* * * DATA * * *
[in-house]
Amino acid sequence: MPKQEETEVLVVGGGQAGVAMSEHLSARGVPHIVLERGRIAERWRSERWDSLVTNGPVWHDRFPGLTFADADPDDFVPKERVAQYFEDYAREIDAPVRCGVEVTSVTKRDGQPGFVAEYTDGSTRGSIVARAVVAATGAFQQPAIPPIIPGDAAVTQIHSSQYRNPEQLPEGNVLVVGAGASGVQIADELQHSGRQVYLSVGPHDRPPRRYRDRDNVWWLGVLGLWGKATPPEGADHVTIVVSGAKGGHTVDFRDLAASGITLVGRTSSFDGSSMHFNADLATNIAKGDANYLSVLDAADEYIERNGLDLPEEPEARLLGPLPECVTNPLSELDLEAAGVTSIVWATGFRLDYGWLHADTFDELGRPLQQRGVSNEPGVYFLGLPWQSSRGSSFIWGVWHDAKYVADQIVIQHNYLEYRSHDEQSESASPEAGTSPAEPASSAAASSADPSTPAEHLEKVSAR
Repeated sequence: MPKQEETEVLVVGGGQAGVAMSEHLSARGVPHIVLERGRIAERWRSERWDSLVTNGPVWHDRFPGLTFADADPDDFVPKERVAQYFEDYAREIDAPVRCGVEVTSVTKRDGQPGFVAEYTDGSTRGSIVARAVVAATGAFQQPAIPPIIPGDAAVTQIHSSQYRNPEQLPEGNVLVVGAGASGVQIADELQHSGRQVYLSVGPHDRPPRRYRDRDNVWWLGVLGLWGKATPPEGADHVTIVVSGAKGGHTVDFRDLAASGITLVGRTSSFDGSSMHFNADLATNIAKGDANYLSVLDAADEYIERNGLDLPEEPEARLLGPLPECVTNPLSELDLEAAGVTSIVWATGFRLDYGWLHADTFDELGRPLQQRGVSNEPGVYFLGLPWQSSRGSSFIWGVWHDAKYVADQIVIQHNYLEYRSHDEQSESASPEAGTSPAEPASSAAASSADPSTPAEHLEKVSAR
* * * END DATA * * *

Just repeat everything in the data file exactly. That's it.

[in-house]
Amino acid sequence: MPKQEETEVLVVGGGQAGVAMSEHLSARGVPHIVLERGRIAERWRSERWDSLVTNGPVWHDRFPGLTFADADPDDFVPKERVAQYFEDYAREIDAPVRCGVEVTSVTKRDGQPGFVAEYTDGSTRGSIVARAVVAATGAFQQPAIPPIIPGDAAVTQIHSSQYRNPEQLPEGNVLVVGAGASGVQIADELQHSGRQVYLSVGPHDRPPRRYRDRDNVWWLGVLGLWGKATPPEGADHVTIVVSGAKGGHTVDFRDLAASGITLVGRTSSFDGSSMHFNADLATNIAKGDANYLSVLDAADEYIERNGLDLPEEPEARLLGPLPECVTNPLSELDLEAAGVTSIVWATGFRLDYGWLHADTFDELGRPLQQRGVSNEPGVYFLGLPWQSSRGSSFIWGVWHDAKYVADQIVIQHNYLEYRSHDEQSESASPEAGTSPAEPASSAAASSADPSTPAEHLEKVSAR
Repeated sequence: MPKQEETEVLVVGGGQAGVAMSEHLSARGVPHIVLERGRIAERWRSERWDSLVTNGPVWHDRFPGLTFADADPDDFVPKERVAQYFEDYAREIDAPVRCGVEVTSVTKRDGQPGFVAEYTDGSTRGSIVARAVVAATGAFQQPAIPPIIPGDAAVTQIHSSQYRNPEQLPEGNVLVVGAGASGVQIADELQHSGRQVYLSVGPHDRPPRRYRDRDNVWWLGVLGLWGKATPPEGADHVTIVVSGAKGGHTVDFRDLAASGITLVGRTSSFDGSSMHFNADLATNIAKGDANYLSVLDAADEYIERNGLDLPEEPEARLLGPLPECVTNPLSELDLEAAGVTSIVWATGFRLDYGWLHADTFDELGRPLQQRGVSNEPGVYFLGLPWQSSRGSSFIWGVWHDAKYVADQIVIQHNYLEYRSHDEQSESASPEAGTSPAEPASSAAASSADPSTPAEHLEKVSAR